JMeter Integration with InfluxDB 2.0

In my last article, we have seen JMeter Integration with InfluxDB and Grafana using Docker. We have used InfluxDB 1.8.3. This article talks about JMeter Integration with InfluxDB 2.0, because its little tricky in JMeter.

What’s new in InfluxDB 2.0?

InfluxDB 2.0 Open Source is GA last month (November 2020). InfluxDB 2.0 contains single binary to get started, and its secure by default, meaning every request accompanied by a token, new query language Flux and more.

Prerequisites

  1. Docker
  2. Apache JMeter 5.4

As usual, this setup has been tested in Windows 10 Pro. But it should work in other OS as well.

Let’s get started

InfluxDB 2.0 Set up

You cannot install InfluxDB 2.0 natively in Windows OS. You must rely on Docker (at this moment of writing). To spin up InfluxDB 2.0 container, use the below command.

docker run -d -p 9002:8086 quay.io/influxdb/influxdb:v2.0.3

We are spinning up the container in the detached mode in the port 9002.

Launch http://localhost:9002 in your favorite browser.

Set up the initial user by filling the username, organization, and initial bucket name and then click on Continue. This will create a new bucket jmeter.

JMeter Integration with InfluxDB 2.0
JMeter Integration with InfluxDB 2.0

Congratulations on spinning up InfluxDB 2.0.

InfluxDB 2.0
InfluxDB 2.0

To integrate with JMeter, we need to token. Navigate to Data > Tokens, click on Generate > Read/Write Token as shown below.

Creating a Token
Creating a Token

Enter the description, select the scope for the bucket jmeter and then click on Save.

Generate Token
Generate Token

Click on the token name to copy the generated token.

Copy Token
Copy Token

JMeter Set up

Launch JMeter, and open the test plan which you will be executing. Add a backend listener by right clicking on Thread Group > Add > Listener > Backend Listener.

In this integration we are going to select InfluxDBRawBackendListenerClient. This is one of the JMeter 5.4 feature.

Backend Listener
Backend Listener

InfluxDBRawBackendListenerClient uses more resources both in JMeter and InfluxDB as it streams all the results to InfluxDB.

Below are the parameters that needs to be configured.

Backend Listener Parameters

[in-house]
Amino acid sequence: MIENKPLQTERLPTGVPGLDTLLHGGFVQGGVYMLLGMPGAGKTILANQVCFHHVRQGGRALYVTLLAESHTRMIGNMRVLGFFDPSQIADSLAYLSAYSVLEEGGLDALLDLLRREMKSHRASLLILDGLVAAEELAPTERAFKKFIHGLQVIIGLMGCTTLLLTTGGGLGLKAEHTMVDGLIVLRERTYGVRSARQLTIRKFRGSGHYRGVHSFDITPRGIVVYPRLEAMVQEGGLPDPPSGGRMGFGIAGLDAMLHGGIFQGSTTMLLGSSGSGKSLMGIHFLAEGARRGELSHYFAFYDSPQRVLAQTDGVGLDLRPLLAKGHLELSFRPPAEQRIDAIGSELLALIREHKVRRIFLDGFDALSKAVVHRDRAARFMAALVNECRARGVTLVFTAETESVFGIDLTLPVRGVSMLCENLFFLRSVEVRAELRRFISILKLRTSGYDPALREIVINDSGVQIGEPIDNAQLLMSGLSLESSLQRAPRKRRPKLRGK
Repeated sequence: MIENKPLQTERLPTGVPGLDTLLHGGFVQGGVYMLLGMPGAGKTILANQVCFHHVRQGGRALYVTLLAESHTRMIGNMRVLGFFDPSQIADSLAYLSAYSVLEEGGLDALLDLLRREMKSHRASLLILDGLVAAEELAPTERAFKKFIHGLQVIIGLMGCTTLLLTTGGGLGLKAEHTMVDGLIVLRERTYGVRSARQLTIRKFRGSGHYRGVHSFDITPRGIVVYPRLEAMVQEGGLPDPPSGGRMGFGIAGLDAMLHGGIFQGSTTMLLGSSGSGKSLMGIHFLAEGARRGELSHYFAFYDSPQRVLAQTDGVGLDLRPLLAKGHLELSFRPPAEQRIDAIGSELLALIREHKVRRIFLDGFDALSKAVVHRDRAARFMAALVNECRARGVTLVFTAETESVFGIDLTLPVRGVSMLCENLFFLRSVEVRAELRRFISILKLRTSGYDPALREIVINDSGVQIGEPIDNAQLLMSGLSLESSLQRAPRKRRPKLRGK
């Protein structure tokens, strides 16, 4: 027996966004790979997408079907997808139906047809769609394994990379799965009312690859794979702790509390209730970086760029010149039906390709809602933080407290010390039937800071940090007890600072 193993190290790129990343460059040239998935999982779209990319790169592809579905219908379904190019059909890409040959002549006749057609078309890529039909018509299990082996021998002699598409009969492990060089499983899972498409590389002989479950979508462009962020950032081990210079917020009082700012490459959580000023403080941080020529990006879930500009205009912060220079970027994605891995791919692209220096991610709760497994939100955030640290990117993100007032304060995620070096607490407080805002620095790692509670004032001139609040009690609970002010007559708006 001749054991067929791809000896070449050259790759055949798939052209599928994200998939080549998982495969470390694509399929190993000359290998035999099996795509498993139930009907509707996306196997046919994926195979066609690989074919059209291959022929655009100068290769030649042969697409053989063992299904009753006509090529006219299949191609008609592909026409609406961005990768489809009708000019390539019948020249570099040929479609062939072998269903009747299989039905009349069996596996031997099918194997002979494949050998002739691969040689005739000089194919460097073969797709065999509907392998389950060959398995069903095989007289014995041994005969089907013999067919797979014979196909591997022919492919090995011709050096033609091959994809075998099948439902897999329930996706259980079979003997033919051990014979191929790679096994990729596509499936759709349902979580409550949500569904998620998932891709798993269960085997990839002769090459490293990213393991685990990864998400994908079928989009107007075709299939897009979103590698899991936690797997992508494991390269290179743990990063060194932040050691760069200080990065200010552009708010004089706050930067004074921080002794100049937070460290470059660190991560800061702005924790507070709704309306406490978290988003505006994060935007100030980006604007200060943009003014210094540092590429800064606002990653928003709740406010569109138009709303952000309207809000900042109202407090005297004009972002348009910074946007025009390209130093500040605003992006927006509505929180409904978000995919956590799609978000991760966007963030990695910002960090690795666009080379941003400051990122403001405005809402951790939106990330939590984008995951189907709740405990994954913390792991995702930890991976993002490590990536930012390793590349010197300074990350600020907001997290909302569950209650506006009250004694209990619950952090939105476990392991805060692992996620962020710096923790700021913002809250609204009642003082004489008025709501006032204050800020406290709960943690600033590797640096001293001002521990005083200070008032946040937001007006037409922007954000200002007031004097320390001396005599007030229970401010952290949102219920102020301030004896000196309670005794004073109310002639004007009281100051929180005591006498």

Backend Listener Parameters
  • influxdbMetricsSender as org.apache.jmeter.visualizers.backend.influxdb.HttpMetricsSender
  • influxdbUrl as http://localhost:9002/api/v2/write?org=qainsights&bucket=jmeter
  • influxdbToken as the value copied from InfluxDB
  • measurement as jmeter (see Line Protocol)

Save your test plan and start your JMeter test in CLI mode.

Go to Influx and navigate to Data Explorer. You could see your JMeter performance stats real time.

Data Explorer
Data Explorer

Below is the configuration if you would like to use the Backend Listener Client. Please make sure that you have added influxdbToken.

Influx DB Backend Listener
Influx DB Backend Listener

For the above configuration , you will get percentile measurements in InfluxDB.

InfluxDB 2.0 Visualization
InfluxDB 2.0 Visualization

Grafana Integration

If you do not want to use InfluxDB 2.0 visualization, you can integrate in Grafana. Launch Grafana and navigate to Data Sources. Check my last post about how to add Data Source in Grafana.

In the Data Sources page, configure the below settings.

Grafana and InfluxDB 2.0 Integration
Grafana and InfluxDB 2.0 Integration

The difference between Influx 1.8.3 vs Influx 2.0 set up is: the Query Language and Connection details.

Please make sure you select Flux as Query Language and the connection is the docker container IP address.

To read the docker container IP address, enter the below command.

docker container inspect <container_id> | grep -i ipaddress

container_id is the influx db container ID.

The default port of InfluxDB is 8086.

Also, make sure you are configuring the Token.

Click on Save & Test which will retrieve the bucket(s).

Navigate to Explore and select the database and enter the below query and hit Run Query.

from(bucket: "jmeter")
  |> range(start: v.timeRangeStart, stop: v.timeRangeStop)
  |> filter(fn: (r) => r["_measurement"] == "jmeter")
  |> filter(fn: (r) => r["_field"] == "pct95.0")
  |> filter(fn: (r) => r["transaction"] == "T00_Home" or r["transaction"] == "T10_Search" or r["transaction"] == "T20_AddToCart")
  |> filter(fn: (r) => r["application"] == "InfluxDB 2.0 Integration")
  |> filter(fn: (r) => r["statut"] == "ok")
  |> aggregateWindow(every: v.windowPeriod, fn: mean, createEmpty: false)
  |> yield(name: "mean")
Grafana Visualization
Grafana Visualization

Final Words

InfluxDB 2.0 integration with JMeter powers up your performance test monitoring to the next level. By having powerful dashboards and monitoring them while the test is running helps you to debug the issues quicker.

The JMeter help documentation instructions didn’t help me in integrating InfluxDB 2.0. But the above configuration makes the integration easy.

JMeter Integration with InfluxDB 2.0

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